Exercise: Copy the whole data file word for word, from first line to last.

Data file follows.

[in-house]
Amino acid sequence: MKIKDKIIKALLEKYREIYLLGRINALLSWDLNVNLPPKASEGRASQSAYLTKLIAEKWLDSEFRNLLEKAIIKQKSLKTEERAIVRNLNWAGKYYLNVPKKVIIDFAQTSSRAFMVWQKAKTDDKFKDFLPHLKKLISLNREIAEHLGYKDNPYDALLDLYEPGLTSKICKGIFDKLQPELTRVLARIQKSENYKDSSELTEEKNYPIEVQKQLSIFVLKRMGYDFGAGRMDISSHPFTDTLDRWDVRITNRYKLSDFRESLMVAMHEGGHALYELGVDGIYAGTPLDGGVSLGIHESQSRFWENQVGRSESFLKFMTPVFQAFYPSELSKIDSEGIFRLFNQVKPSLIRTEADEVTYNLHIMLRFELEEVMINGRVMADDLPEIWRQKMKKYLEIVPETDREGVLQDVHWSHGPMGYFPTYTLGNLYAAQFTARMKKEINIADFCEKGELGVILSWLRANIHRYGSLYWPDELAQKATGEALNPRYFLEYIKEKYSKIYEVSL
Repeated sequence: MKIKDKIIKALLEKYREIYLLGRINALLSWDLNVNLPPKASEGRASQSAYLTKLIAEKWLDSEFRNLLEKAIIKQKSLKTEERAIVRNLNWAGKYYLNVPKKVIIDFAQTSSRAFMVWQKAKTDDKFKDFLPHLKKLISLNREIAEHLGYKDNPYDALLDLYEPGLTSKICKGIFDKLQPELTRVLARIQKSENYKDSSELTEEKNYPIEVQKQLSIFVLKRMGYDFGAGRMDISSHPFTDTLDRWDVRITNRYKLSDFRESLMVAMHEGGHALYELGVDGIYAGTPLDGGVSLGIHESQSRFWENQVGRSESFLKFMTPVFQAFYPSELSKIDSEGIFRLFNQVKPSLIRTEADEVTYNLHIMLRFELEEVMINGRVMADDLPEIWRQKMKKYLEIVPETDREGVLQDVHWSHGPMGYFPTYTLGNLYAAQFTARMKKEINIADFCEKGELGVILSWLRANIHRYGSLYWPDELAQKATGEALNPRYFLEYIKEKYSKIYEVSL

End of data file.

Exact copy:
[in-house]
Amino acid sequence: MKIKDKIIKALLEKYREIYLLGRINALLSWDLNVNLPPKASEGRASQSAYLTKLIAEKWLDSEFRNLLEKAIIKQKSLKTEERAIVRNLNWAGKYYLNVPKKVIIDFAQTSSRAFMVWQKAKTDDKFKDFLPHLKKLISLNREIAEHLGYKDNPYDALLDLYEPGLTSKICKGIFDKLQPELTRVLARIQKSENYKDSSELTEEKNYPIEVQKQLSIFVLKRMGYDFGAGRMDISSHPFTDTLDRWDVRITNRYKLSDFRESLMVAMHEGGHALYELGVDGIYAGTPLDGGVSLGIHESQSRFWENQVGRSESFLKFMTPVFQAFYPSELSKIDSEGIFRLFNQVKPSLIRTEADEVTYNLHIMLRFELEEVMINGRVMADDLPEIWRQKMKKYLEIVPETDREGVLQDVHWSHGPMGYFPTYTLGNLYAAQFTARMKKEINIADFCEKGELGVILSWLRANIHRYGSLYWPDELAQKATGEALNPRYFLEYIKEKYSKIYEVSL
Repeated sequence: MKIKDKIIKALLEKYREIYLLGRINALLSWDLNVNLPPKASEGRASQSAYLTKLIAEKWLDSEFRNLLEKAIIKQKSLKTEERAIVRNLNWAGKYYLNVPKKVIIDFAQTSSRAFMVWQKAKTDDKFKDFLPHLKKLISLNREIAEHLGYKDNPYDALLDLYEPGLTSKICKGIFDKLQPELTRVLARIQKSENYKDSSELTEEKNYPIEVQKQLSIFVLKRMGYDFGAGRMDISSHPFTDTLDRWDVRITNRYKLSDFRESLMVAMHEGGHALYELGVDGIYAGTPLDGGVSLGIHESQSRFWENQVGRSESFLKFMTPVFQAFYPSELSKIDSEGIFRLFNQVKPSLIRTEADEVTYNLHIMLRFELEEVMINGRVMADDLPEIWRQKMKKYLEIVPETDREGVLQDVHWSHGPMGYFPTYTLGNLYAAQFTARMKKEINIADFCEKGELGVILSWLRANIHRYGSLYWPDELAQKATGEALNPRYFLEYIKEKYSKIYEVSL